The EU Science Hub/Cynefin Centre field guide advises decision-makers how they can best make sense of the world during crises and respond effectively. It therefore differs from the GAPPS framework in being praxis oriented. Its world-view is that complexity is the issue and decision-makers are better placed to navigate complexity if they employ a sensibility and methods derived from complexity theory. The field guide was written by Dave Snowden and Alessandro Rancati, and inspired by Snowden’s Cynefin framework. This ensures a certain coherence but means that other complexity and systems perspectives receive little attention. These include natural science variants of complexity (such as developed at the Santa Fe Institute or derived from Prigogine); social science variants (interactionist, radical change, postmodern, critical realist, etc.) developed during complexity theory’s promiscuous crawl through social theory; and cybernetic, soft systems, and critical systems approaches.

The Cynefin version of complexity theory is a ‘naturalising’ approach which seeks to be relevant to social- or anthro-complexity. It wants to bring ‘good science’ to bear to understand how humans interact with each other and engage with the world. Snowden is critical of existing science-based variants of complexity theory when they reduce the complexity exhibited by humans. Humans are not the same as ants, birds or crystals, he insists. Any complexity theory worth the name, and seeking to address anthro-complexity, must take account of human identities, values, intentions, and cultural practices. It is a difficult feat, I will argue, to remain ‘scientific’ while embracing those features of human systems that have been subject to multiple interpretations in the social sciences, leading to the paradigm wars with which other forms of complexity theory have had to become engaged.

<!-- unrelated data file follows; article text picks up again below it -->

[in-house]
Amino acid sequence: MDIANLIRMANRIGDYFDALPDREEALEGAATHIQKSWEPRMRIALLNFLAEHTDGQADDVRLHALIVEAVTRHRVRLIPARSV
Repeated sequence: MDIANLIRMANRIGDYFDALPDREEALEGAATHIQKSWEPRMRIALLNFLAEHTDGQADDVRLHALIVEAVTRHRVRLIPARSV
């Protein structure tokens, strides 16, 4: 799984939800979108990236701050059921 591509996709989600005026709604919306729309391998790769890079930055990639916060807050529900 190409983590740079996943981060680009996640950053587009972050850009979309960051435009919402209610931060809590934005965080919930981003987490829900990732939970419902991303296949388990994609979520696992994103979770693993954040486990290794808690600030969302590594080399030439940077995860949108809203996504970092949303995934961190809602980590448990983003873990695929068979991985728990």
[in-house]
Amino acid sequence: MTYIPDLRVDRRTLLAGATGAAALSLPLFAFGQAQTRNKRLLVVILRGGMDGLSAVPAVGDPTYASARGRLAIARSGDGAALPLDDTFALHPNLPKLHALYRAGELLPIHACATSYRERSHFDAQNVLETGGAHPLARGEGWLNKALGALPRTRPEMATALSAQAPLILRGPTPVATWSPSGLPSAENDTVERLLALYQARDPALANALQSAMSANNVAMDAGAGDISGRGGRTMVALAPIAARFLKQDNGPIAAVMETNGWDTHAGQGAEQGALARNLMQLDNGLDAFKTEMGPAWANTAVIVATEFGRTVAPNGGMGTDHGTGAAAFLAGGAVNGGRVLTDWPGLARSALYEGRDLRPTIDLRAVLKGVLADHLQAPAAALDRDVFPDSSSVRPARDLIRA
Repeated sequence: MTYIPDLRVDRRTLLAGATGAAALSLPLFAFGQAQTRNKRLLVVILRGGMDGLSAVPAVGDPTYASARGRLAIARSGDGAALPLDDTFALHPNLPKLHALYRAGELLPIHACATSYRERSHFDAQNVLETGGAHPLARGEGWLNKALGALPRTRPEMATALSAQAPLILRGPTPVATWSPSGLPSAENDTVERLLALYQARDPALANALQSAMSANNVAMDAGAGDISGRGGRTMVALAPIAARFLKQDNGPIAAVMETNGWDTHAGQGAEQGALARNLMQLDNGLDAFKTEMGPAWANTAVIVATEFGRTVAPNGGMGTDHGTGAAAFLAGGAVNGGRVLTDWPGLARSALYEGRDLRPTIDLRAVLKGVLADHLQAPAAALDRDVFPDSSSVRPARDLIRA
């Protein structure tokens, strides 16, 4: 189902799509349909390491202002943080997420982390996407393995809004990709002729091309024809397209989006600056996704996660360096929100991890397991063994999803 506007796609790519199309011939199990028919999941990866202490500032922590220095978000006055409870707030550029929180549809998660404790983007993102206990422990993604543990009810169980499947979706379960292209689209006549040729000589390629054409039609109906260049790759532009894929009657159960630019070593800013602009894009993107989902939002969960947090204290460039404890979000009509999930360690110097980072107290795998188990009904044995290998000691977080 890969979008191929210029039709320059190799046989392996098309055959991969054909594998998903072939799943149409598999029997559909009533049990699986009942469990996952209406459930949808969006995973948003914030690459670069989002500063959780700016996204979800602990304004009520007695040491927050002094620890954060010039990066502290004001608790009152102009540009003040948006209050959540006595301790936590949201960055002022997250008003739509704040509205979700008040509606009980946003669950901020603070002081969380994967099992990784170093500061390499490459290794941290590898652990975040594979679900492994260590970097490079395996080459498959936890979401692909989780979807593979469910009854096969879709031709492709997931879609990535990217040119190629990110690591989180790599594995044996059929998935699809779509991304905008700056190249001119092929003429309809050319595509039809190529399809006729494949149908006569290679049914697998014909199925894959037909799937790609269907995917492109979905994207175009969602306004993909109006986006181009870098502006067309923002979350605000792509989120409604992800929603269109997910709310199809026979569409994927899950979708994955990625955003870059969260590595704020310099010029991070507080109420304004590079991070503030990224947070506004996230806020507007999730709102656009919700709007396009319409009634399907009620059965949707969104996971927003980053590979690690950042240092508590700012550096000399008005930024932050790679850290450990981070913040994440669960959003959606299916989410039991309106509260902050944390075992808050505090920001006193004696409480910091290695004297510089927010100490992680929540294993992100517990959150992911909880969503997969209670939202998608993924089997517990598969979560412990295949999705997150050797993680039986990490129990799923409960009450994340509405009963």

Cynefin is about multi-ontology sense making but, as the field guide is concerned with ‘times of crisis’, its emphasis is very much on the ‘un-order’ domains of ‘complexity’ and ‘chaos’. Decision-makers are advised to navigate through crises by adopting a 4-stage approach – ‘Assess’, ‘Adapt’, ‘Exapt’, and ‘Transcend’. ‘Assess’ starts with a state of confusion which involves deciding whether an apparent crisis can be managed using existing protocols or will demand radical change. If the latter, it is important to gain some initial control by adjusting the ‘constraints’ that are operating. In the case of Covid-19 (and this example is used to good effect throughout the document), this would translate into tightening them by closing borders, insisting on confinement, and encouraging social distancing and remote working. At the same time, it is crucial to start to move away from bureaucracy and conservative practices by delegating decision-making, creating more flexible boundaries to improve communication, and empowering informal networks. Decision-makers should start ‘journaling’ – capturing in notebooks, using sketches as much as possible, the principles they are applying and the new relationships that develop. ‘Adapt’ is about managing ’emerging evolutionary possibilities’ (definitely not about designing some ideal future). This will require loosening organisational constraints and any narrative constraints which stand in the way of a wider variety of ‘stories’ coming forward. Overall co-ordination must be maintained but the organisation needs to become a distributed ‘human sensor network’ in which informal teams and various specialised ‘crews’ seek to reframe the problem space from diverse perspectives, react to weak signals, and seek out new opportunities. Prototyping of innovative solutions can begin but the overarching mantra is to keep options open. Journaling is essential as a means of recording lessons learnt and sharing insights. Decision-makers may still be uncertain what to do but a sense of urgency builds. At some point there is an ‘aporetic turn’, confusion begins to dissipate, and it becomes possible to produce a ‘map’ showing possible changes and how their impact can be monitored. Potential solutions are evaluated, and resources allocated to the most promising. The third stage, ‘Exapt’, sees action begin in earnest. ‘Exapting’ is a process of “radical repurposing of roles, processes, paradigms, values”. On the basis of a thorough knowledge of the present, intervention strategies are designed which will create new processes and structures, and the new ‘conceptual scaffoldings’ necessary for the organisation to transform itself. To ensure that the questioning of existing practices and conceptual boundaries is radical enough, it may be necessary to temporarily enter the domain of ‘chaos’. Multiple contributions should be encouraged and orchestrated so that agreement is reached on actionable ideas which can be carried forward and tested. By the time the ‘Transcend’ stage is attained, the organisation is likely to have changed dramatically. It is necessary to consolidate and establish greater stability. The ‘new normal’ must build on the freshly developed activities, the shared learning that has been obtained, and the narratives and stories that correspond to and give coherence to the new present. People will be acting more in concert but must still maintain the ‘requisite diversity’ necessary to respond to the next crisis. They will be stronger for having learnt from past failures.